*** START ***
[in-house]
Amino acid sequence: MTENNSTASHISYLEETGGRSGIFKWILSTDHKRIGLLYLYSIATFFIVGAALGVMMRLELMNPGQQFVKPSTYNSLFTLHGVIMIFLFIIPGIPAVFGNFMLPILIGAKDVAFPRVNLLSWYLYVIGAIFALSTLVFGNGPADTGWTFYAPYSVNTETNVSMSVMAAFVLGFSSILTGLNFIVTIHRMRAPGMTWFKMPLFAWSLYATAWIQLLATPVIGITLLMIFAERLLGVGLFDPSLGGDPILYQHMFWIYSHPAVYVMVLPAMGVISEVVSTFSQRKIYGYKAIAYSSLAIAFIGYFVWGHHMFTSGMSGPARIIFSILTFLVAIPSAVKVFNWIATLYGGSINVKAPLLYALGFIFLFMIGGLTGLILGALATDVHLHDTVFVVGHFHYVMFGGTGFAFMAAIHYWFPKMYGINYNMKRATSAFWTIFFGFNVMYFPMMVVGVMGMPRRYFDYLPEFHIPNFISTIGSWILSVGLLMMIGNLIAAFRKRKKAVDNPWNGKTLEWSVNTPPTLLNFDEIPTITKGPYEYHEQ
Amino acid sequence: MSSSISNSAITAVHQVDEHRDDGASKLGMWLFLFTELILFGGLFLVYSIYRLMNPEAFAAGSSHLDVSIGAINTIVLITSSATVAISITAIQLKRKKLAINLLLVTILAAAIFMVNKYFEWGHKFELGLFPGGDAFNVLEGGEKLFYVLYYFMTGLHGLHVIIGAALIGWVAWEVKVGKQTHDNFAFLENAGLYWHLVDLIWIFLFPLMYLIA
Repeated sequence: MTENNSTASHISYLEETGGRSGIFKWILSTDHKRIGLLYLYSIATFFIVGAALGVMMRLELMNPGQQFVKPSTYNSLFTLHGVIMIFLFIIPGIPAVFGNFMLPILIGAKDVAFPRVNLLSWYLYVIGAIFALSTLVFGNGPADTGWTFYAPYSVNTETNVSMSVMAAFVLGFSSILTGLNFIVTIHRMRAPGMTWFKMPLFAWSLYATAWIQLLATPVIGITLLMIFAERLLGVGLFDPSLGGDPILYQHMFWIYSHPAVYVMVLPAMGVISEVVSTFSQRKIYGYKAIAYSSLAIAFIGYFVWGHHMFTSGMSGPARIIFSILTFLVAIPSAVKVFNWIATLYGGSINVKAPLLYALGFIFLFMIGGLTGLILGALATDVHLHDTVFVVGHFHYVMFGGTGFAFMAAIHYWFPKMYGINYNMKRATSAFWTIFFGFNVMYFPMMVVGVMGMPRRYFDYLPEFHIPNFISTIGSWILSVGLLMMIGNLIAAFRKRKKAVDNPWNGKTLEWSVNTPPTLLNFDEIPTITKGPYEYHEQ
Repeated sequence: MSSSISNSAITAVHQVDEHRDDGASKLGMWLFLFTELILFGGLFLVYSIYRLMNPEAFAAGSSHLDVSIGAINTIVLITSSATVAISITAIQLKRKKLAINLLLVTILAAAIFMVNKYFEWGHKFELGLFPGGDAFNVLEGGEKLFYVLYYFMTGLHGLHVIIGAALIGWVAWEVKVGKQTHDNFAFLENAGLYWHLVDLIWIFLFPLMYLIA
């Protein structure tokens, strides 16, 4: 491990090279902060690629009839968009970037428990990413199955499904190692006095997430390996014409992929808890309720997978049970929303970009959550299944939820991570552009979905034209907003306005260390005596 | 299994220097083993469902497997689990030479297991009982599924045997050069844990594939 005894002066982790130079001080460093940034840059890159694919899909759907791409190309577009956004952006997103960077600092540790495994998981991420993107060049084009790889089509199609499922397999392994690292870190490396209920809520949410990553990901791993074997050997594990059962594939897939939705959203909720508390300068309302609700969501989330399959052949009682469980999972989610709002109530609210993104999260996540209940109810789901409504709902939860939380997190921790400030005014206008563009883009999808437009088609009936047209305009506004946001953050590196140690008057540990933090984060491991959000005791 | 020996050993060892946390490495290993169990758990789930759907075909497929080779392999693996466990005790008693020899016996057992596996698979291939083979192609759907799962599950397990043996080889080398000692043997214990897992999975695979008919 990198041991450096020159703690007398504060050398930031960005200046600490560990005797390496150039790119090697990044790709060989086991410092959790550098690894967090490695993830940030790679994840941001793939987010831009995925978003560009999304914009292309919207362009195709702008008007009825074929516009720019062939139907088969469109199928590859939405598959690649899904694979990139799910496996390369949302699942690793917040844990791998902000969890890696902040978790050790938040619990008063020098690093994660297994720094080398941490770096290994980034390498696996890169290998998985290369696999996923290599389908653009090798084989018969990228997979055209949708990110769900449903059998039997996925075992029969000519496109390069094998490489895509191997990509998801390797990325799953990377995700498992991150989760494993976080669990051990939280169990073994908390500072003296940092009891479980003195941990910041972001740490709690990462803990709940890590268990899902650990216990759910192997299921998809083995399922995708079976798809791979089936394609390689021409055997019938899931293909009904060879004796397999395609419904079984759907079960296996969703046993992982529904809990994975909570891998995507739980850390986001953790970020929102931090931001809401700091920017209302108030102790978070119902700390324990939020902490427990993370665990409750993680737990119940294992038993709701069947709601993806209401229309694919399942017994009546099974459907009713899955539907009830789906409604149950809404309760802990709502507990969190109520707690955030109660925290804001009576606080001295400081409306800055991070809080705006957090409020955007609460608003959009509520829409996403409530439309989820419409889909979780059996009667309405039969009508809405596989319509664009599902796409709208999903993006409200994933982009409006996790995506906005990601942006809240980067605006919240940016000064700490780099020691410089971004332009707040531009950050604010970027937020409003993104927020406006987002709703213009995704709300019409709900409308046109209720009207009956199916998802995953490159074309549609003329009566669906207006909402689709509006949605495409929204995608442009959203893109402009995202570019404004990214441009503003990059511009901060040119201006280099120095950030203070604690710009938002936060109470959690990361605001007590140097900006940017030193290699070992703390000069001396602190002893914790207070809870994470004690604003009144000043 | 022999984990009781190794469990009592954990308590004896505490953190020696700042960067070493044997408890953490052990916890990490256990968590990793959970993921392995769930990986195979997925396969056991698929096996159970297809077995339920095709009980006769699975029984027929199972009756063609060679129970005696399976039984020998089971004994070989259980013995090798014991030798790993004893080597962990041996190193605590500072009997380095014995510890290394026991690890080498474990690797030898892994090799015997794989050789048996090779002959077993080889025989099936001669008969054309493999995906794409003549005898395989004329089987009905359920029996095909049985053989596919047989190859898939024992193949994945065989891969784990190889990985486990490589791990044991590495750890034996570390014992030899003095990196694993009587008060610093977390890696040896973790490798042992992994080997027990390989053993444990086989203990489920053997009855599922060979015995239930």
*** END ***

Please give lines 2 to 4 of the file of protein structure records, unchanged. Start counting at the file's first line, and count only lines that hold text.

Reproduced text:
Amino acid sequence: MTENNSTASHISYLEETGGRSGIFKWILSTDHKRIGLLYLYSIATFFIVGAALGVMMRLELMNPGQQFVKPSTYNSLFTLHGVIMIFLFIIPGIPAVFGNFMLPILIGAKDVAFPRVNLLSWYLYVIGAIFALSTLVFGNGPADTGWTFYAPYSVNTETNVSMSVMAAFVLGFSSILTGLNFIVTIHRMRAPGMTWFKMPLFAWSLYATAWIQLLATPVIGITLLMIFAERLLGVGLFDPSLGGDPILYQHMFWIYSHPAVYVMVLPAMGVISEVVSTFSQRKIYGYKAIAYSSLAIAFIGYFVWGHHMFTSGMSGPARIIFSILTFLVAIPSAVKVFNWIATLYGGSINVKAPLLYALGFIFLFMIGGLTGLILGALATDVHLHDTVFVVGHFHYVMFGGTGFAFMAAIHYWFPKMYGINYNMKRATSAFWTIFFGFNVMYFPMMVVGVMGMPRRYFDYLPEFHIPNFISTIGSWILSVGLLMMIGNLIAAFRKRKKAVDNPWNGKTLEWSVNTPPTLLNFDEIPTITKGPYEYHEQ
Amino acid sequence: MSSSISNSAITAVHQVDEHRDDGASKLGMWLFLFTELILFGGLFLVYSIYRLMNPEAFAAGSSHLDVSIGAINTIVLITSSATVAISITAIQLKRKKLAINLLLVTILAAAIFMVNKYFEWGHKFELGLFPGGDAFNVLEGGEKLFYVLYYFMTGLHGLHVIIGAALIGWVAWEVKVGKQTHDNFAFLENAGLYWHLVDLIWIFLFPLMYLIA
Repeated sequence: MTENNSTASHISYLEETGGRSGIFKWILSTDHKRIGLLYLYSIATFFIVGAALGVMMRLELMNPGQQFVKPSTYNSLFTLHGVIMIFLFIIPGIPAVFGNFMLPILIGAKDVAFPRVNLLSWYLYVIGAIFALSTLVFGNGPADTGWTFYAPYSVNTETNVSMSVMAAFVLGFSSILTGLNFIVTIHRMRAPGMTWFKMPLFAWSLYATAWIQLLATPVIGITLLMIFAERLLGVGLFDPSLGGDPILYQHMFWIYSHPAVYVMVLPAMGVISEVVSTFSQRKIYGYKAIAYSSLAIAFIGYFVWGHHMFTSGMSGPARIIFSILTFLVAIPSAVKVFNWIATLYGGSINVKAPLLYALGFIFLFMIGGLTGLILGALATDVHLHDTVFVVGHFHYVMFGGTGFAFMAAIHYWFPKMYGINYNMKRATSAFWTIFFGFNVMYFPMMVVGVMGMPRRYFDYLPEFHIPNFISTIGSWILSVGLLMMIGNLIAAFRKRKKAVDNPWNGKTLEWSVNTPPTLLNFDEIPTITKGPYEYHEQ